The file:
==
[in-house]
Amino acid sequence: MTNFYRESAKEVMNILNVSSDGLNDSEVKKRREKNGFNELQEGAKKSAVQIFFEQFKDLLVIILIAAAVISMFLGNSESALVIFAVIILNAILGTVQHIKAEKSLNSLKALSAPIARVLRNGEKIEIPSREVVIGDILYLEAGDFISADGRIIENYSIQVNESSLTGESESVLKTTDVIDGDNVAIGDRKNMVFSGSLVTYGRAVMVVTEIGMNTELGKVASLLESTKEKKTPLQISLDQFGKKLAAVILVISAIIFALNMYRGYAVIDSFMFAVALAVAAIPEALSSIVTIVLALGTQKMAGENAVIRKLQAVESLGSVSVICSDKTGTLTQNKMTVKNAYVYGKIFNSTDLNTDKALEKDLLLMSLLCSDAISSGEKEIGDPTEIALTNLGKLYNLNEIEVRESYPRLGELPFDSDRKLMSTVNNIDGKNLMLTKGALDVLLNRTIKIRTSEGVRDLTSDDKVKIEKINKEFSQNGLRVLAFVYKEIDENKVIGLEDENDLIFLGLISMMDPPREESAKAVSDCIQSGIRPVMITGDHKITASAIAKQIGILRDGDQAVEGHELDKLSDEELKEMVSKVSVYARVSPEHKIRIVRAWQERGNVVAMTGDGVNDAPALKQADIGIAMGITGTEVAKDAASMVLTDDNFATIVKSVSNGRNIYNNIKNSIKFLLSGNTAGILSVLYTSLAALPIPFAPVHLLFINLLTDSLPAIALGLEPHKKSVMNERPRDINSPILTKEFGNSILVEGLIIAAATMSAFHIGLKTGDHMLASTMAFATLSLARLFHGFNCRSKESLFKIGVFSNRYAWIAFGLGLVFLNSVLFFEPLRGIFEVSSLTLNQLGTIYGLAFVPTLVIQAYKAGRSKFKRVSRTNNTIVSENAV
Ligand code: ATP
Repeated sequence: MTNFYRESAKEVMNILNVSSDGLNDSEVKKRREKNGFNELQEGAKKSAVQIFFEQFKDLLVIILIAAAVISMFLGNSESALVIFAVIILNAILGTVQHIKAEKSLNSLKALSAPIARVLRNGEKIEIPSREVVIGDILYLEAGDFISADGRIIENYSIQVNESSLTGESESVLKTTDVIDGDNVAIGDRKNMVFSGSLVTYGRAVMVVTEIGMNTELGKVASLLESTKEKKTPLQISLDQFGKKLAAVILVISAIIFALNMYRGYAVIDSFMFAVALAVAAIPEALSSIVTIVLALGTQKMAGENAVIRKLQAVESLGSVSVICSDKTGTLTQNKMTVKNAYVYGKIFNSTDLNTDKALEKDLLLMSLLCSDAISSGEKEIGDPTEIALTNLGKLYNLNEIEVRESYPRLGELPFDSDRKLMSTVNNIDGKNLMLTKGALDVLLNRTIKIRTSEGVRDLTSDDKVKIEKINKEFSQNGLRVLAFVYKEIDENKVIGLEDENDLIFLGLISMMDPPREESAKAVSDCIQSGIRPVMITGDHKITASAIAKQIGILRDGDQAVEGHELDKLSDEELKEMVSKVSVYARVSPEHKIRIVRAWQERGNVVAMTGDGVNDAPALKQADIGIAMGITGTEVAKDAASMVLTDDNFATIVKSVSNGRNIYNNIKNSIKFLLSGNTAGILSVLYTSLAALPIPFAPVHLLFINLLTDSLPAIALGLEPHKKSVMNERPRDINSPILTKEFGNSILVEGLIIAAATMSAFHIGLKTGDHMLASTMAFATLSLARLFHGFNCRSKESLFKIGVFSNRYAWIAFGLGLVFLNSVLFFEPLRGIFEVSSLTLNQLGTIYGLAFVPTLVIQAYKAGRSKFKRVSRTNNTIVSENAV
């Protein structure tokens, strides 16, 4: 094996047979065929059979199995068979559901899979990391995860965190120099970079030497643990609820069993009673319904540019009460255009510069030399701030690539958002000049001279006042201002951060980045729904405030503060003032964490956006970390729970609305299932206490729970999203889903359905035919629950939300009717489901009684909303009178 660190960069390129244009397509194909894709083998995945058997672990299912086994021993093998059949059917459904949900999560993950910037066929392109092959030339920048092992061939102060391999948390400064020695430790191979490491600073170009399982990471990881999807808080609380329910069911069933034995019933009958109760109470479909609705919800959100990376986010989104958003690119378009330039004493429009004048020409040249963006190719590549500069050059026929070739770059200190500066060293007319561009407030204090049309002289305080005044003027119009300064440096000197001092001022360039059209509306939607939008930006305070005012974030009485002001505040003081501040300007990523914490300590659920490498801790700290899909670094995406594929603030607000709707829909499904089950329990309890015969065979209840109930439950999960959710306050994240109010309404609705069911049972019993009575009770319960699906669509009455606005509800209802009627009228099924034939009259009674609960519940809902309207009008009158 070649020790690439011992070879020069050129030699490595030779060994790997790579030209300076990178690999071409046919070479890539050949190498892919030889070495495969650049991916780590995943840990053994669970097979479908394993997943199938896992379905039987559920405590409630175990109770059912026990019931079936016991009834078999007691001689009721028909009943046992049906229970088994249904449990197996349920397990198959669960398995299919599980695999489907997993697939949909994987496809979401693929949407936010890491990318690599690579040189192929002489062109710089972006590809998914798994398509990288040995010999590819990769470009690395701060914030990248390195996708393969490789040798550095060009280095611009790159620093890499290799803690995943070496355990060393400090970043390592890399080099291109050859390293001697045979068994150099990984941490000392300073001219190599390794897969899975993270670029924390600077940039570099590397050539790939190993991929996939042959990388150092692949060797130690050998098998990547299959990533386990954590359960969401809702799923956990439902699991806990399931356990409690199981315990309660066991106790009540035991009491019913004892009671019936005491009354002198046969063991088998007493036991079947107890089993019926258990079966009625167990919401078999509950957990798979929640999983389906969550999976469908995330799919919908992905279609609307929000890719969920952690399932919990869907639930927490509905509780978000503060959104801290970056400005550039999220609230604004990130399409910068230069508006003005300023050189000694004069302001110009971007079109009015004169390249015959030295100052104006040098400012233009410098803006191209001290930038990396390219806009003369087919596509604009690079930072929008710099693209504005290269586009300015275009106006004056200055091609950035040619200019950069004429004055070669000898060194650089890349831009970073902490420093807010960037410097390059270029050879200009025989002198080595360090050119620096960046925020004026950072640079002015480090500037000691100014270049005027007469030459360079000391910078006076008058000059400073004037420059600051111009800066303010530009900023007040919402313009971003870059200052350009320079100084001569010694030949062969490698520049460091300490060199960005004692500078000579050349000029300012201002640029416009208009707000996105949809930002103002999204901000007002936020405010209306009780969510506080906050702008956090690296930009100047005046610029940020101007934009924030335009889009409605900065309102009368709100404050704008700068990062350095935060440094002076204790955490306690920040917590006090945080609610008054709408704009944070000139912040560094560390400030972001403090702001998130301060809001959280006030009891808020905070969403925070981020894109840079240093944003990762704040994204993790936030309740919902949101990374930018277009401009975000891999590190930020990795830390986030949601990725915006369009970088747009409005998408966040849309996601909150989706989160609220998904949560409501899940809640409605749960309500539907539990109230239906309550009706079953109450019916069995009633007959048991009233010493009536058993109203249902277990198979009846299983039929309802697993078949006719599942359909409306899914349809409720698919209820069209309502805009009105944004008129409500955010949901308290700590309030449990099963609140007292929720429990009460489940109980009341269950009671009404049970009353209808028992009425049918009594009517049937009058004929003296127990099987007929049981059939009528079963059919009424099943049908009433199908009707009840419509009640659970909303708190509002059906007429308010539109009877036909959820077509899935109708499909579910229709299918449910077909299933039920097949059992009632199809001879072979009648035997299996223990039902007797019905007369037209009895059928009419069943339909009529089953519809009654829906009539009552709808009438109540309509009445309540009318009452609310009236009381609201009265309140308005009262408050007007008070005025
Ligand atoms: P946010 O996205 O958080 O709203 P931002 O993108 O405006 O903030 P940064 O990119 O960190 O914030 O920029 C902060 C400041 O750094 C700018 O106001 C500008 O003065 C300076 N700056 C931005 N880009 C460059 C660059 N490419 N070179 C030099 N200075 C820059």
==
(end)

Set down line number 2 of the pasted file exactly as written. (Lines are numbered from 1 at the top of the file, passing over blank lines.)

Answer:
Amino acid sequence: MTNFYRESAKEVMNILNVSSDGLNDSEVKKRREKNGFNELQEGAKKSAVQIFFEQFKDLLVIILIAAAVISMFLGNSESALVIFAVIILNAILGTVQHIKAEKSLNSLKALSAPIARVLRNGEKIEIPSREVVIGDILYLEAGDFISADGRIIENYSIQVNESSLTGESESVLKTTDVIDGDNVAIGDRKNMVFSGSLVTYGRAVMVVTEIGMNTELGKVASLLESTKEKKTPLQISLDQFGKKLAAVILVISAIIFALNMYRGYAVIDSFMFAVALAVAAIPEALSSIVTIVLALGTQKMAGENAVIRKLQAVESLGSVSVICSDKTGTLTQNKMTVKNAYVYGKIFNSTDLNTDKALEKDLLLMSLLCSDAISSGEKEIGDPTEIALTNLGKLYNLNEIEVRESYPRLGELPFDSDRKLMSTVNNIDGKNLMLTKGALDVLLNRTIKIRTSEGVRDLTSDDKVKIEKINKEFSQNGLRVLAFVYKEIDENKVIGLEDENDLIFLGLISMMDPPREESAKAVSDCIQSGIRPVMITGDHKITASAIAKQIGILRDGDQAVEGHELDKLSDEELKEMVSKVSVYARVSPEHKIRIVRAWQERGNVVAMTGDGVNDAPALKQADIGIAMGITGTEVAKDAASMVLTDDNFATIVKSVSNGRNIYNNIKNSIKFLLSGNTAGILSVLYTSLAALPIPFAPVHLLFINLLTDSLPAIALGLEPHKKSVMNERPRDINSPILTKEFGNSILVEGLIIAAATMSAFHIGLKTGDHMLASTMAFATLSLARLFHGFNCRSKESLFKIGVFSNRYAWIAFGLGLVFLNSVLFFEPLRGIFEVSSLTLNQLGTIYGLAFVPTLVIQAYKAGRSKFKRVSRTNNTIVSENAV